New Device Will Allow You to Feel the Impact of Virtual Reality Punches

Thursday, 12 November 2015 - 11:41AM
Gadgets
Thursday, 12 November 2015 - 11:41AM
New Device Will Allow You to Feel the Impact of Virtual Reality Punches
Virtual reality may be taking a significant step towards fully immersive, realistic simulated experiences, as a new device from the Hasso Plattner Institute in Germany allows the user to actually feel the impact from a virtual reality punch. 



The device combines basic haptic feedback, or a tactile sensation,  delivered by an armband with electrical muscle stimulation from a pair of electrodes in order to make the user "feel" the punch, without any of the pain. The tactile sensation feels like a vibration or tapping on the skin, while the muscle stimulation sends the arm flying in a realistic direction, making the user feel as though they are actually experiencing a physical impact.

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"It's kind of an illusion," study leader Patrick Baudisch told MIT Technology Review. "We want the user wearing a VR headset to believe that he was really hit by something."
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The device, called Impacto, is distinctive from other virtual reality technologies in that it uses the player's own biology in order to create the virtual reality experiences, which makes the technology much more lightweight, convenient, and wieldy.

Opening quote
"Traditional ways of actuating muscles [in haptic interfaces] use motors and batteries, but that doesn't scale very well," Baudisch explains. "If you want to convey a virtual experience that affects the whole body, perhaps with a large force, you'll quickly find yourself in a 'Sigourney Weaver in Aliens' situation where the person is buried in a giant exoskeleton. The idea behind Impacto is you already have a skeleton-let's just use that one."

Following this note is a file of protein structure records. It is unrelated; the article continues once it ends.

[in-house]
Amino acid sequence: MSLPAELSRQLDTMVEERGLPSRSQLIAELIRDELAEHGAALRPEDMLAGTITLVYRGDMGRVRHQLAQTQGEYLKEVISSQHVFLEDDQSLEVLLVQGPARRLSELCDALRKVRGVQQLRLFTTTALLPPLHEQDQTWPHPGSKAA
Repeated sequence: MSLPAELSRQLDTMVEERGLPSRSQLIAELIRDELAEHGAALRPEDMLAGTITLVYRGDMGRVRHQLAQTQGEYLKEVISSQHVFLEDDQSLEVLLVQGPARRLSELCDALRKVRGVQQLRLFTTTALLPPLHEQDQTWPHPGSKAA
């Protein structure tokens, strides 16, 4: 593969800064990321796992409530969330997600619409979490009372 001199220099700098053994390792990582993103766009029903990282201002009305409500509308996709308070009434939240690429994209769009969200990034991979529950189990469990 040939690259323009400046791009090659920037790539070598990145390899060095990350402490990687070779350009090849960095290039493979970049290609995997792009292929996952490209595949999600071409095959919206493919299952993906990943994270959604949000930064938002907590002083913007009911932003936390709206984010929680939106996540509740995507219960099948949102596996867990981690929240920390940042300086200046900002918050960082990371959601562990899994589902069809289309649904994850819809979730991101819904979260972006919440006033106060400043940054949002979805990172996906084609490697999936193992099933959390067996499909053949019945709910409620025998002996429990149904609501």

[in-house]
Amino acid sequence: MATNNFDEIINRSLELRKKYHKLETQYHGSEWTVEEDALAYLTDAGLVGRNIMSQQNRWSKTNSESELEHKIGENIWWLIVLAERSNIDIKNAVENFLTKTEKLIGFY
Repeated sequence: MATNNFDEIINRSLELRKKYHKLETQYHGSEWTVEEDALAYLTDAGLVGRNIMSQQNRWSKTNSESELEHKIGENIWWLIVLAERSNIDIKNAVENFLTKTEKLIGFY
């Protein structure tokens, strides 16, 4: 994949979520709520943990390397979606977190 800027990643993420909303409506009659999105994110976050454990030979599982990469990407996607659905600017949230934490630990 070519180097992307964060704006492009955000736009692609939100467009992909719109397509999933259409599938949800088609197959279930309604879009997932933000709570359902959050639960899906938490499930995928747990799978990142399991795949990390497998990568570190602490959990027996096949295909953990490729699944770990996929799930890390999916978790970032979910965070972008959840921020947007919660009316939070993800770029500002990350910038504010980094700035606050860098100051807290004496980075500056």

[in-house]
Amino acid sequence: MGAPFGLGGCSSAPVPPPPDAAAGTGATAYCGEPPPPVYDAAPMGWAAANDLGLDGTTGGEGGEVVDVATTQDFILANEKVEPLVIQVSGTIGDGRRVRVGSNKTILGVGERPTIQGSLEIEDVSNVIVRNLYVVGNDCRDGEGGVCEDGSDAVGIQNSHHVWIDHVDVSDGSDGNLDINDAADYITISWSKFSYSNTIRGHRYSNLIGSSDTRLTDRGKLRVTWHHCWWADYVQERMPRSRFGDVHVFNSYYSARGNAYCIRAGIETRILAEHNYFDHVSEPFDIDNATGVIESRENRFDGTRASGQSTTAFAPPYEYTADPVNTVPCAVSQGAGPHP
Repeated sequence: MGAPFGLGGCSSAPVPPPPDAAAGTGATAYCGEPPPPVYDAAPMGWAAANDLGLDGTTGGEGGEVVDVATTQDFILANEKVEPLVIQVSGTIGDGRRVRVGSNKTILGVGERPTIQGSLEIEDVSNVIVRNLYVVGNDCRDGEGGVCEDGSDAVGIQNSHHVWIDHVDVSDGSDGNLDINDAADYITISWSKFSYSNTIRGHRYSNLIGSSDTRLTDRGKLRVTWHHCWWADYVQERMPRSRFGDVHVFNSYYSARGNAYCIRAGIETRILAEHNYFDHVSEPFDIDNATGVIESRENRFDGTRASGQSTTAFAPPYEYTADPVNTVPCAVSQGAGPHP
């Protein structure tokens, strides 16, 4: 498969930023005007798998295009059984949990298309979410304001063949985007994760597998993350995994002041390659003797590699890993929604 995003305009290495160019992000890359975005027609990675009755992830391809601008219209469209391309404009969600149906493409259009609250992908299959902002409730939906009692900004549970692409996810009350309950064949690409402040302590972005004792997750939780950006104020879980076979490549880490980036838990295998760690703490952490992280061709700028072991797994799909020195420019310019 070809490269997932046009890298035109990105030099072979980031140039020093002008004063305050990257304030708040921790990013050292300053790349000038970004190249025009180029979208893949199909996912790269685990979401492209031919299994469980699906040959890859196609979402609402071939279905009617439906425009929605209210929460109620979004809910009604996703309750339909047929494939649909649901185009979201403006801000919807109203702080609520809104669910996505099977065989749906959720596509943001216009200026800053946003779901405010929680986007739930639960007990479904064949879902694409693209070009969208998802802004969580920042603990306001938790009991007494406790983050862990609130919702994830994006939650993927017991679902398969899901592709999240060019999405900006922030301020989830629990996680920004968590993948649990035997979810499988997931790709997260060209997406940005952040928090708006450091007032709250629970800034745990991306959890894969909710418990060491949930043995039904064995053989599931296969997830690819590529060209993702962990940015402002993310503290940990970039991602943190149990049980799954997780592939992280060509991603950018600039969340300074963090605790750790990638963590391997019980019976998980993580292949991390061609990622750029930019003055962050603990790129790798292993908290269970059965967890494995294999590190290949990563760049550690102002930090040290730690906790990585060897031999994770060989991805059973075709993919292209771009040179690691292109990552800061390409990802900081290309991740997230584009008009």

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Impacto can be used to simulate any experience that involves an impact, or a classic Newtonian "equal and opposite reaction," such as kicking a soccer ball or hitting a virtual baseball with a bat. Right now, the technology is only effective at simulating impacts that last 200 milliseconds or less, but the researchers believe that they can extrapolate the technology to create continuous impulses that imitate longer experiences, like driving a car along a guardrail in a car racing game.

Other researchers in the field claim that there are still basics in VR technology that need to be mastered before adding simulated force with haptic interfaces, which may not be relevant to mainstream devices until 2020 or later. But 2020 isn't very far away, and this technology could be crucial to making VR a truly immersive experience.

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"The approach of combining different sensory stimuli [within virtual reality] to produce specific effects is exciting," said Judy Vance, a professor of mechanical engineering who studies haptic interfaces at Iowa State University's Virtual Reality Applications Center. "Fred Brooks once wrote that virtual reality will have arrived when you can walk down the aisle of a virtual airplane and stub your toe on the seat. This technology would do that."
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